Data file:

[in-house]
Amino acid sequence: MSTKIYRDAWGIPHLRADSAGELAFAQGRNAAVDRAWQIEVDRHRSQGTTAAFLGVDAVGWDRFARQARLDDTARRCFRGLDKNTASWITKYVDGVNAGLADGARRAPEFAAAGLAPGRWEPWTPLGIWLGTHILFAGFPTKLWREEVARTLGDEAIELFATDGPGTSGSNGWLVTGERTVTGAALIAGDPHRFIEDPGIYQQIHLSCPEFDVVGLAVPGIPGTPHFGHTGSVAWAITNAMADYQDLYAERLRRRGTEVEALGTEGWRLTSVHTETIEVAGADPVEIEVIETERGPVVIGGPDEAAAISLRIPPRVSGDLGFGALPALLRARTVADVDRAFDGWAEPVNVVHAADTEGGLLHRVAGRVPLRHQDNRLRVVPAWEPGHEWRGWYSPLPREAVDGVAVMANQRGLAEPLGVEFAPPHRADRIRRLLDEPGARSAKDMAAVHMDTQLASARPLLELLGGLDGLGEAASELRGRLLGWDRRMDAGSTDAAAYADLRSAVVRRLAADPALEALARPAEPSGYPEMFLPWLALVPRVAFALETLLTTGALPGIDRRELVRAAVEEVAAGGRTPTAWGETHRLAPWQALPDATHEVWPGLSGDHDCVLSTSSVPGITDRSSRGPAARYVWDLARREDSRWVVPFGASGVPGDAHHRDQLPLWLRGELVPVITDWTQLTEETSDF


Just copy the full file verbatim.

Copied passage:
[in-house]
Amino acid sequence: MSTKIYRDAWGIPHLRADSAGELAFAQGRNAAVDRAWQIEVDRHRSQGTTAAFLGVDAVGWDRFARQARLDDTARRCFRGLDKNTASWITKYVDGVNAGLADGARRAPEFAAAGLAPGRWEPWTPLGIWLGTHILFAGFPTKLWREEVARTLGDEAIELFATDGPGTSGSNGWLVTGERTVTGAALIAGDPHRFIEDPGIYQQIHLSCPEFDVVGLAVPGIPGTPHFGHTGSVAWAITNAMADYQDLYAERLRRRGTEVEALGTEGWRLTSVHTETIEVAGADPVEIEVIETERGPVVIGGPDEAAAISLRIPPRVSGDLGFGALPALLRARTVADVDRAFDGWAEPVNVVHAADTEGGLLHRVAGRVPLRHQDNRLRVVPAWEPGHEWRGWYSPLPREAVDGVAVMANQRGLAEPLGVEFAPPHRADRIRRLLDEPGARSAKDMAAVHMDTQLASARPLLELLGGLDGLGEAASELRGRLLGWDRRMDAGSTDAAAYADLRSAVVRRLAADPALEALARPAEPSGYPEMFLPWLALVPRVAFALETLLTTGALPGIDRRELVRAAVEEVAAGGRTPTAWGETHRLAPWQALPDATHEVWPGLSGDHDCVLSTSSVPGITDRSSRGPAARYVWDLARREDSRWVVPFGASGVPGDAHHRDQLPLWLRGELVPVITDWTQLTEETSDF